A horrific incident in Chicago in the spring of 1886 helped cement the link between the Knights of Labor and radical, often violent, socialism in the minds of many business leaders. Amid a labor protest in Haymarket Square, someone threw a bomb that killed ten people. Eight suspects, all loosely affiliated with the Knights and variously described as anarchists, were convicted of murder. The Knights themselves were not involved, but their public image never recovered. Membership peaked in 1886, and the group declined in size and influence thereafter.
Within weeks, the strikers attracted the support of the burgeoning American Railway Union (ARU), the first industry-specific nationwide union. The ARU had been founded the previous year by Eugene V. Debs, a labor organizer from Indiana who would later—after his imprisonment for leading the Pullman Strike—become the country’s most prominent socialist politician and activist.
Troops killed several dozen strikers in clashes before the strike ended. Eugene Debs served six months in jail for violating a federal injunction to allow rail traffic to resume. During his imprisonment, he became a committed Marxist and later converted his American Railway Union into a socialist political party.
Yet the most distinctive aspect of the farmers’ political program, and the issue with which Bryan launched his career, was their attack on eastern banks and the influence of financiers over the national government. Monetary policy, in particular the question of the free coinage of silver, was their primary focus. The “silver question” often strikes history students as esoteric, obscure, and technical, yet it was one of the single most important political issues of the late 19th century. The struggle split the country between those who favored minting coins only in gold—monometallists—and those who wanted to use both silver and gold—the bimetallists. As a political rallying cry, the silver debate proved instrumental to a larger critique of corporate capitalism. Bimetallists,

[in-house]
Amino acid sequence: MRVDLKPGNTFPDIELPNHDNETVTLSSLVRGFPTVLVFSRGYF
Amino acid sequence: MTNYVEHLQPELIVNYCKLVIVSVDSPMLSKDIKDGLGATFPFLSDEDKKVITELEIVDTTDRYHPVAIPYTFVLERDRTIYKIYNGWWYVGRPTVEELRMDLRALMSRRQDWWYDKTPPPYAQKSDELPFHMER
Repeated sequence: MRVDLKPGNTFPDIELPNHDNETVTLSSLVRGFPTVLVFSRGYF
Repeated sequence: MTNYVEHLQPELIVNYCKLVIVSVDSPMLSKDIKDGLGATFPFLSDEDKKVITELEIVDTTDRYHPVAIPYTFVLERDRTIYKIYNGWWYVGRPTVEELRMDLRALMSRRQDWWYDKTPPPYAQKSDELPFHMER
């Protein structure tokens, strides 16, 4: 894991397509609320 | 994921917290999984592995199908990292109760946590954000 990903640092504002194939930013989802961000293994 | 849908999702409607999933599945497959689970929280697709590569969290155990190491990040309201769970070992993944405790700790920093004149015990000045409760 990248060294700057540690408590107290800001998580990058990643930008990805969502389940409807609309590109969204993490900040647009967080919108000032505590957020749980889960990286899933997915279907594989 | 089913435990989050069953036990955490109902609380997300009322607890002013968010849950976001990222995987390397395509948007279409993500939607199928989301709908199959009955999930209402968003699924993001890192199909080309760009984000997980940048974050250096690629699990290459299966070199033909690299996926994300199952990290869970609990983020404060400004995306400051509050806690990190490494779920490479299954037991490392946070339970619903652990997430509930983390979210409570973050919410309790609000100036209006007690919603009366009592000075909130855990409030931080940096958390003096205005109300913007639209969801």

As with everything in the history of big business, the story of regulation begins with the railroads.
Another strategy, which took aim at the rise of corporate monopolies more explicitly, led to the passage of the Sherman Antitrust Act in 1890. If the ICC had represented an effort to regulate monopolistic behavior, the antitrust movement endeavored to disband monopolistic companies entirely. Named after its chief proponent, Ohio senator John Sherman (brother of Union general William Tecumseh Sherman), the act sought to preserve the benefits of free competition by cracking down hard on anticompetitive behavior. It criminalized “every contract, combination in the form of trust or otherwise, or conspiracy, in restraint of trade or commerce.” Instead of prescribing rules and procedures to mitigate corporate power, as the ICC did, the law required the criminal prosecution of “every person who shall monopolize, or attempt to monopolize, or combine or conspire with any other person or persons, to monopolize any part of the trade of commerce.
For the antimonopoly forces, U.S. Steel’s survival exposed the limitations of the antitrust movement. The Sherman Act successfully attacked cartels and price-fixing schemes, but because it banned restraint of trade, not market dominance in general, it did nothing to curb corporate mergers
Historians of the period have long used the phrase “Progressive Era” to describe the years between the turn of the century and the onset of World War I, defined by a political and intellectual response to the rapid rise of industrialized society. Rooted neither in radical socialism nor in unfettered laissez-faire economics, Progressivism sought to mitigate capitalism’s excesses while retaining its benefits. In the process, the Progressive period both reaffirmed classical elements of the American political tradition and established new institutions, government agencies, and expectations about the promise of democracy.